Three doctors who treated those exposed in two of the attacks told Human Rights Watch that symptoms included trouble breathing, burning eyes, burning sensation in the throat, and coughing. In the most serious cases, the doctors described patients suffering from pulmonary edema, or fluid in the lungs. Keith Ward, an independent expert on the detection and effects of chemical warfare agents, reviewed the clinical signs and symptoms described to Human Rights Watch and the videos of victims from two of the attacks and said they were consistent with exposure to a choking agent.
It was not possible to conclusively determine what toxic chemicals were used, Human Rights Watch said. The chlorine smell reported by rescue workers and doctors, a local journalist’s report of a yellow gas leaking from a refrigerant canister after an attack on Idlib city, and the Syrian government’s previous use of chlorine, suggest this chemical. Some symptoms of the victims are also consistent with acute exposure to refrigerants or to toxic gases that can result from the combustion of such refrigerants, but exposure to refrigerants alone would not account for the smell of chlorine.
Witness accounts, photos, and videos also indicate that barrel bombs in at least five attacks contained bottles with a red liquid, which Human Rights Watch has not been able to identify. It is unknown what role, if any, this red liquid may have played in the attacks or their medical consequences.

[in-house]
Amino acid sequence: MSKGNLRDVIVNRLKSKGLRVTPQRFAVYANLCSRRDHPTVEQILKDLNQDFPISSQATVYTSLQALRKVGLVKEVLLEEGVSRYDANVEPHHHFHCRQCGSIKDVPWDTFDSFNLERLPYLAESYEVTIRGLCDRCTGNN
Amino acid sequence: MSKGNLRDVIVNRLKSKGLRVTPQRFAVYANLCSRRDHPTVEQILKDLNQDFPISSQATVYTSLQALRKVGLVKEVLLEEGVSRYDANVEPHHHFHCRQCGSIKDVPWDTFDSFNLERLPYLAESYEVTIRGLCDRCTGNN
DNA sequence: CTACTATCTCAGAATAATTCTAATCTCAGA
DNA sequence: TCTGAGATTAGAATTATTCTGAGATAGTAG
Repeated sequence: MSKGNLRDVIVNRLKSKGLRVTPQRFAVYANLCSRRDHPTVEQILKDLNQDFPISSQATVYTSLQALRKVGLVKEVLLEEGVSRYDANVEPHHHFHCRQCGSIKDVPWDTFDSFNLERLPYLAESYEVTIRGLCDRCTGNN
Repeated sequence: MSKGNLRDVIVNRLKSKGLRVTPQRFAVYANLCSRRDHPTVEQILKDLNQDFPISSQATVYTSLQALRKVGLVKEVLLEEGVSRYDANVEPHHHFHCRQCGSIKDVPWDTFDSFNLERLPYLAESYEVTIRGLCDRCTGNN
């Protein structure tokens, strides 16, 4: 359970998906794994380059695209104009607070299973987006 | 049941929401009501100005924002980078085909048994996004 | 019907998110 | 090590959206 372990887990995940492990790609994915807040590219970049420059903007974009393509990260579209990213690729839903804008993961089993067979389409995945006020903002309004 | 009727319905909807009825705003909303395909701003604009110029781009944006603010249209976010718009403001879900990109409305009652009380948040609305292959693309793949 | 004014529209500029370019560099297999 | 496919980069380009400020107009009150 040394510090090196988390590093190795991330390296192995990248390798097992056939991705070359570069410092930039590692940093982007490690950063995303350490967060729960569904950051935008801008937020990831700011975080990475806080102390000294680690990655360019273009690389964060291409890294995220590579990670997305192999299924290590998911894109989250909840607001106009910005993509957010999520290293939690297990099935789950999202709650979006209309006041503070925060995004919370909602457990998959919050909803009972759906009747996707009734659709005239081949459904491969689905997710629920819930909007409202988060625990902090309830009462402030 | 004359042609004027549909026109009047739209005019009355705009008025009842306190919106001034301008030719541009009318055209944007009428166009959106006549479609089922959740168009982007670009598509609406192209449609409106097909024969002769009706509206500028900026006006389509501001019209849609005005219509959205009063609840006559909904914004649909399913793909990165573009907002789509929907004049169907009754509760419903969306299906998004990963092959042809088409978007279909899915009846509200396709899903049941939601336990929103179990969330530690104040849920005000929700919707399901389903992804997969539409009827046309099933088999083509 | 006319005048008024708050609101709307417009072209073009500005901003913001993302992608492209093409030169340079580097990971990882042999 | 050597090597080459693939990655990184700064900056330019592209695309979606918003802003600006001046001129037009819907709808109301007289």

The Chemical Weapons Convention, which Syria ratified in October 2013, bans attacks that use an industrial chemical as a weapon. Among other obligations, each member country agrees never to “assist, encourage or induce, in any way, anyone to engage in any activity prohibited to a State Party under this Convention.”
On March 6, 2015, the UN Security Council adopted Resolution 2209 in which it expressed concern that toxic chemicals had been used as a weapon in Syria and decided that in the event of non-compliance, it would impose measures under Chapter VII of the UN Charter.
The Security Council, which discussed reports of toxic attacks in Syria on April 2, should take decisive action to stop the use of toxic chemicals as a method of warfare, including by establishing responsibility for the attacks and imposing an arms embargo on parties using such weapons, Human Rights Watch said.
The Security Council should direct all parties to the conflict in Syria to grant the Organization for the Prohibition of Chemical Weapons (OPCW) access and provide for the mission’s safety and security in areas under their jurisdiction or control. On March 25, the OPCW director general stated that they are monitoring “the recent reports suggesting that toxic chemicals may have been used as weapons in the Idlib province” of Syria.
“The Syrian government appears to be thumbing its nose at the Security Council and international law yet again,” Houry said. “The Security Council shouldn’t delay getting to the bottom of this recurring use of chemical weapons and press the government to stop.
The Oslo Times